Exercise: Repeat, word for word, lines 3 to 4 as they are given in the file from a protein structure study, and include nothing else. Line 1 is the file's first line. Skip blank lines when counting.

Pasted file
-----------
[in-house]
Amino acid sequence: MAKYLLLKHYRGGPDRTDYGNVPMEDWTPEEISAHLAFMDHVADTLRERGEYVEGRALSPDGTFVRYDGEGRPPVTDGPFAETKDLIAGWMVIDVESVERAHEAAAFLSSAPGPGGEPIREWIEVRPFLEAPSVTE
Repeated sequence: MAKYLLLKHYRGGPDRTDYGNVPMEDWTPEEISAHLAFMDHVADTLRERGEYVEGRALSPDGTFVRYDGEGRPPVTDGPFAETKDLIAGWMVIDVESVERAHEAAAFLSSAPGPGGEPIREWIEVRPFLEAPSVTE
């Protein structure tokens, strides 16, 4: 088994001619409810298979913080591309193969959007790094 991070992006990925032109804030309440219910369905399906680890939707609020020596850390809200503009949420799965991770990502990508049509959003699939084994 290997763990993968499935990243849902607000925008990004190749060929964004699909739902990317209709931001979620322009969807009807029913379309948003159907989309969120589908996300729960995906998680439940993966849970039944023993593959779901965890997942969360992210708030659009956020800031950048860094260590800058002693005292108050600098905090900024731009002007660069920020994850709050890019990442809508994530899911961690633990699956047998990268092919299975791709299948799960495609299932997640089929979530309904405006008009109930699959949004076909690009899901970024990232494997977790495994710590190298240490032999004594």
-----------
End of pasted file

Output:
Repeated sequence: MAKYLLLKHYRGGPDRTDYGNVPMEDWTPEEISAHLAFMDHVADTLRERGEYVEGRALSPDGTFVRYDGEGRPPVTDGPFAETKDLIAGWMVIDVESVERAHEAAAFLSSAPGPGGEPIREWIEVRPFLEAPSVTE
């Protein structure tokens, strides 16, 4: 088994001619409810298979913080591309193969959007790094 991070992006990925032109804030309440219910369905399906680890939707609020020596850390809200503009949420799965991770990502990508049509959003699939084994 290997763990993968499935990243849902607000925008990004190749060929964004699909739902990317209709931001979620322009969807009807029913379309948003159907989309969120589908996300729960995906998680439940993966849970039944023993593959779901965890997942969360992210708030659009956020800031950048860094260590800058002693005292108050600098905090900024731009002007660069920020994850709050890019990442809508994530899911961690633990699956047998990268092919299975791709299948799960495609299932997640089929979530309904405006008009109930699959949004076909690009899901970024990232494997977790495994710590190298240490032999004594």